Growth & Marketing Strategy for a Social Enterprise Startup in Peru

X-runner Venture sells a clean, composting toilet to people without access to running water outside Lima, Peru, led by a recognized social entrepreneur and leader in sanitation.

Objective. X-runner, like most social enterprises, was constantly challenged to navigate its triple bottom line structure. The CEO was looking for an update of the strategic growth plan and a new financial model that would better reflect the current state of the business.

During my MBA, I wanted to complete a social innovation project (which is one of the reasons I chose IE for business school). Through the Emzingo fellowship, I travelled to Lima, Peru to map a growth strategy and create a new financial model for X-runner. After my stay in Peru, I continued with X-runner as a consultant to address a marketing strategy need that I uncovered during my work in Lima. You can check out X-runner's concept in the video below:

Approach. I began the project with interviews of all of X-runner's staff, asking general questions about the state of the business and specific questions about operations, marketing, sales, and accounting practices. I also rode along with X-runner as they performed weekly door-to-door sales and waste collection. I conducted visioning workshops with leadership to clarify their vision for the future of the social enterprise and workshops with staff to prototype potential changes. Through this research, I was able to make specific recommendations for process improvements and growth opportunities.

Presentation for X-runner

Next, I tackled X-runner's sales and marketing strategy. The CEO had a goal to increase sales and growth was not as fast as she hoped. At that time, sales were conducted door-to-door using books that showed potential customers how the toilet works. By observing this process and listening to residents, I quickly realized that most people needed to see the toilet before committing to purchase. In marketing parlance, a toilet is an "experiential product" (ahem) but it's not exactly something we're going to share with our friends.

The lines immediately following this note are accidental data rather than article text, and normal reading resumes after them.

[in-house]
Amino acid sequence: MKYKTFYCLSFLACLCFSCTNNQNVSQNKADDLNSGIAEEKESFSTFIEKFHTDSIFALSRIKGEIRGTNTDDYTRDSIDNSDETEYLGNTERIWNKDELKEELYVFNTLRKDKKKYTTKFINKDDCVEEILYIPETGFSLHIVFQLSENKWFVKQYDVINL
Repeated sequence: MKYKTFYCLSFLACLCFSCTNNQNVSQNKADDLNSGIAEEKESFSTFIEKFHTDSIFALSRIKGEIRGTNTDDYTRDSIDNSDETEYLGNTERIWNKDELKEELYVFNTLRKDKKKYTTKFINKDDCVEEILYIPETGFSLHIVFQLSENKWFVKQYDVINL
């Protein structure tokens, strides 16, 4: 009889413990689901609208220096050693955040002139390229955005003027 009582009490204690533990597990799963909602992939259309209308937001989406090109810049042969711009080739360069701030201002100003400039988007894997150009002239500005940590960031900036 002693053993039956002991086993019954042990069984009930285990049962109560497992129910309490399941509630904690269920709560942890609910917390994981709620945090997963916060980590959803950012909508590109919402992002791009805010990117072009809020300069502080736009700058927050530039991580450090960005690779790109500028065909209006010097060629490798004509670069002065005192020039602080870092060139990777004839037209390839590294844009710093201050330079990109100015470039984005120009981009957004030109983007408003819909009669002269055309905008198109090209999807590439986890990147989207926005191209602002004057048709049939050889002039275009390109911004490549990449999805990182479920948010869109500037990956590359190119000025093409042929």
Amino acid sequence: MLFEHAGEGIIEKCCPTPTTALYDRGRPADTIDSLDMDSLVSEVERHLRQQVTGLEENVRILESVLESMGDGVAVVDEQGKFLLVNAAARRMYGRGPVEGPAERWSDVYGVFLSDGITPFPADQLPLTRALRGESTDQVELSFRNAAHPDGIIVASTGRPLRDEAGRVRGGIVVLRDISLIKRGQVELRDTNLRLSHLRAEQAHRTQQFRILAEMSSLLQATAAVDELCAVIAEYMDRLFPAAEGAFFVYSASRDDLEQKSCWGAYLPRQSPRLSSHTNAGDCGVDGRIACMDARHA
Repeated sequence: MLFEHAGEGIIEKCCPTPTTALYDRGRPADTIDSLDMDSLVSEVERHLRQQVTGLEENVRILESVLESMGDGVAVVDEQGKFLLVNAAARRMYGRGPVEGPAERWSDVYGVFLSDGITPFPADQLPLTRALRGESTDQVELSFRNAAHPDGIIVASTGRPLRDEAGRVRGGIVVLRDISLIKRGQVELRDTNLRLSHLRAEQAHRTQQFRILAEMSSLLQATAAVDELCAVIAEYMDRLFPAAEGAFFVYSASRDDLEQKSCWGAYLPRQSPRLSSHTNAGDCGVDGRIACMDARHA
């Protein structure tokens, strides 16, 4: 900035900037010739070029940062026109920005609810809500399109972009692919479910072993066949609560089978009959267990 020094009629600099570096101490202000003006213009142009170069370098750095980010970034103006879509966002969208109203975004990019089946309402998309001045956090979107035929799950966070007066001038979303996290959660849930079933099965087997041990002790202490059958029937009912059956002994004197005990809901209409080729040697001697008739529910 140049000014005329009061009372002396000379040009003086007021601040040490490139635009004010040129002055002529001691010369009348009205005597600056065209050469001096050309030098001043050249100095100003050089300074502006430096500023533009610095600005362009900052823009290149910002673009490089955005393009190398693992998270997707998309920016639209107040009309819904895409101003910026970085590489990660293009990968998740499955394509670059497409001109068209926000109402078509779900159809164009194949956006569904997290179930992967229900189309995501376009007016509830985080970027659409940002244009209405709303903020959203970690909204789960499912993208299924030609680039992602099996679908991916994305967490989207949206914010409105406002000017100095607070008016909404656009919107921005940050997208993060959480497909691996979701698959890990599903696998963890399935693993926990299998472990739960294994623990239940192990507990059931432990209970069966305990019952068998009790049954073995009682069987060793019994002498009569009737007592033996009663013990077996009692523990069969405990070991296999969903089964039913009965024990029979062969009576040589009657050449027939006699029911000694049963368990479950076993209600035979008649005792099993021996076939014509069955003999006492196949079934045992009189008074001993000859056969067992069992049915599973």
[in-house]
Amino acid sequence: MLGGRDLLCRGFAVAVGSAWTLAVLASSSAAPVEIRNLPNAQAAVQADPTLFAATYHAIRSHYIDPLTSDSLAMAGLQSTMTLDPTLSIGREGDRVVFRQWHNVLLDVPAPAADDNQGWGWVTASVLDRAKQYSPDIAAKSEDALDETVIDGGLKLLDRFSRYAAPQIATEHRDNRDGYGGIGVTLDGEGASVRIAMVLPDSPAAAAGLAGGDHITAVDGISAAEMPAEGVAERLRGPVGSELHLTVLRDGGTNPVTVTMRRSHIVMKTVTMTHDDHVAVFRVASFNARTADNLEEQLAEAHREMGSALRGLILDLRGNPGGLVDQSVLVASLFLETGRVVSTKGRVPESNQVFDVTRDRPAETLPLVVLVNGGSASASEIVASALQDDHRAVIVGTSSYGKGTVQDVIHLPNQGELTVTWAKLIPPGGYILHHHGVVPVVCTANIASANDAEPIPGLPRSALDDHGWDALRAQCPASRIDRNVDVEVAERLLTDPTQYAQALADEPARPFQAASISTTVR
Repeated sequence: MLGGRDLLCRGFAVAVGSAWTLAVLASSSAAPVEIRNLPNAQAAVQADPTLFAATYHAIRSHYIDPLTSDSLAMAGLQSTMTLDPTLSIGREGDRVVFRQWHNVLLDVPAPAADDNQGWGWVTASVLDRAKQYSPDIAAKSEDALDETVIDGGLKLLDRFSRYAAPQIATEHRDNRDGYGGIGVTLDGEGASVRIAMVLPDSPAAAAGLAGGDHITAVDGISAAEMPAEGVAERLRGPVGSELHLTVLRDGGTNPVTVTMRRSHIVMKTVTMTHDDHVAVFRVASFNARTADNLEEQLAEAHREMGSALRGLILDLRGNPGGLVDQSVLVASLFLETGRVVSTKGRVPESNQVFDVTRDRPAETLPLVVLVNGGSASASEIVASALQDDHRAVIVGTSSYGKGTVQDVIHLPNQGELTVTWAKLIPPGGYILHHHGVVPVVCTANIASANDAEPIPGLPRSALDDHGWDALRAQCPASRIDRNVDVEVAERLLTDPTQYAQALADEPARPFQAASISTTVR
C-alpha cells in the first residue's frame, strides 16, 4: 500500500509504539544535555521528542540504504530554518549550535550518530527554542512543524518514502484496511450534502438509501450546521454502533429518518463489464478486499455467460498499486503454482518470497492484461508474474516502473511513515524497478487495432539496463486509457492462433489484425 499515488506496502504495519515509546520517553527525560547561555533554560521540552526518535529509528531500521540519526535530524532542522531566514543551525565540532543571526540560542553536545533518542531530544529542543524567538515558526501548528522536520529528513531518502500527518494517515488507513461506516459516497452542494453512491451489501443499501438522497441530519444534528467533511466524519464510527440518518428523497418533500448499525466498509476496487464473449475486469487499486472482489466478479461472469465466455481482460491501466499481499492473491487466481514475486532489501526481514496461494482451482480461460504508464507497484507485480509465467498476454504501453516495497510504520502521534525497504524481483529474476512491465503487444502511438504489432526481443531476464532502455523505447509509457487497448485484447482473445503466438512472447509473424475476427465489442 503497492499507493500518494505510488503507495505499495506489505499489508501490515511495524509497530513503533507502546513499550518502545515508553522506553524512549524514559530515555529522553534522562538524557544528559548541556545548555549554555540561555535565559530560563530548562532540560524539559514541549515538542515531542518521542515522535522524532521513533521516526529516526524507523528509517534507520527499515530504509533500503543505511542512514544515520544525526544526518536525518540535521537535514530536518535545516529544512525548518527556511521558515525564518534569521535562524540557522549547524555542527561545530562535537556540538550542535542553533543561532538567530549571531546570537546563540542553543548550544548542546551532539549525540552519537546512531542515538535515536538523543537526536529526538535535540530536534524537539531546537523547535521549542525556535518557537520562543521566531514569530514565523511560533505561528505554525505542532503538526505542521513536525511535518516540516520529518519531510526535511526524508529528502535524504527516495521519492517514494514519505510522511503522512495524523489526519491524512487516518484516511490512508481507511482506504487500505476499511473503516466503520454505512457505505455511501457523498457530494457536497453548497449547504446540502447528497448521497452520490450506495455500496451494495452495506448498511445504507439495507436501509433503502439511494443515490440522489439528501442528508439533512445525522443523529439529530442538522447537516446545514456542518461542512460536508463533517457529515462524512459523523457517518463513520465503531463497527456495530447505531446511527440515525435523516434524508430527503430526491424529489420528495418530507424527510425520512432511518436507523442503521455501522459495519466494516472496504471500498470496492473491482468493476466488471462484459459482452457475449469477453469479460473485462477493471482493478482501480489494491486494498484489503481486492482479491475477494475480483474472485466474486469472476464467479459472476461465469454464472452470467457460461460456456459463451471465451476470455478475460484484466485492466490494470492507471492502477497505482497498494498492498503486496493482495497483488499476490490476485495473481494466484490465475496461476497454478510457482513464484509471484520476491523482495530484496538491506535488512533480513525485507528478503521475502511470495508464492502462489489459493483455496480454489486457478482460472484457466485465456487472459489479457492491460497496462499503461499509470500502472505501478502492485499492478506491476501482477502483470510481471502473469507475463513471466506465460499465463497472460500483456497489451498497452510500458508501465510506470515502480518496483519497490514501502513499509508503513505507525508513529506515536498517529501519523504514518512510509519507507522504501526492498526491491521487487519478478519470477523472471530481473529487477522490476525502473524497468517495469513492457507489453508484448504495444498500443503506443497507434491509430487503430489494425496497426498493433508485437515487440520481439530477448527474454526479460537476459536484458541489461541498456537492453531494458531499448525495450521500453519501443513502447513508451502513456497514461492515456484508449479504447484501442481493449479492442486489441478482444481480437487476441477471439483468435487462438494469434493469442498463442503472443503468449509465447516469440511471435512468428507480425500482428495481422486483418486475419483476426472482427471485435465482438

When X-Runner brought the toilet to a community event, residents were initially skeptical because available products are sometimes poorly made in Peru. One misconception about the "bottom of the pyramid" is that because they lack resources they will accept anything. No way! These are savvy consumers looking for quality and they know how to squeeze a dollar until it screams.

X-runner customers

One resident asked, challengingly, if the toilet would hold the weight of her husband. At this point our driver Marco, who let's just say is clearly an aficionado of all the delicious food Lima has to offer, plunked down on it with aplomb, declaring "Yes it will!" The approving murmurs of the crowd sealed the deal. Bringing the toilet into these neighborhoods, although logistically difficult, helped residents to understand fully how it works and to trust that it is sturdy and reliable, thereby increasing sales.

Results. I created a strategic growth plan and developed a new financial model including predicted cash flows and breakeven analysis of sales growth. Through analysis of market data and customer feedback, I also made pricing recommendations with the goal of increasing sales. X-runner's CEO was able to use these deliverables to guide the business forward and use the design principle of product tangibility to increase sales of its product.

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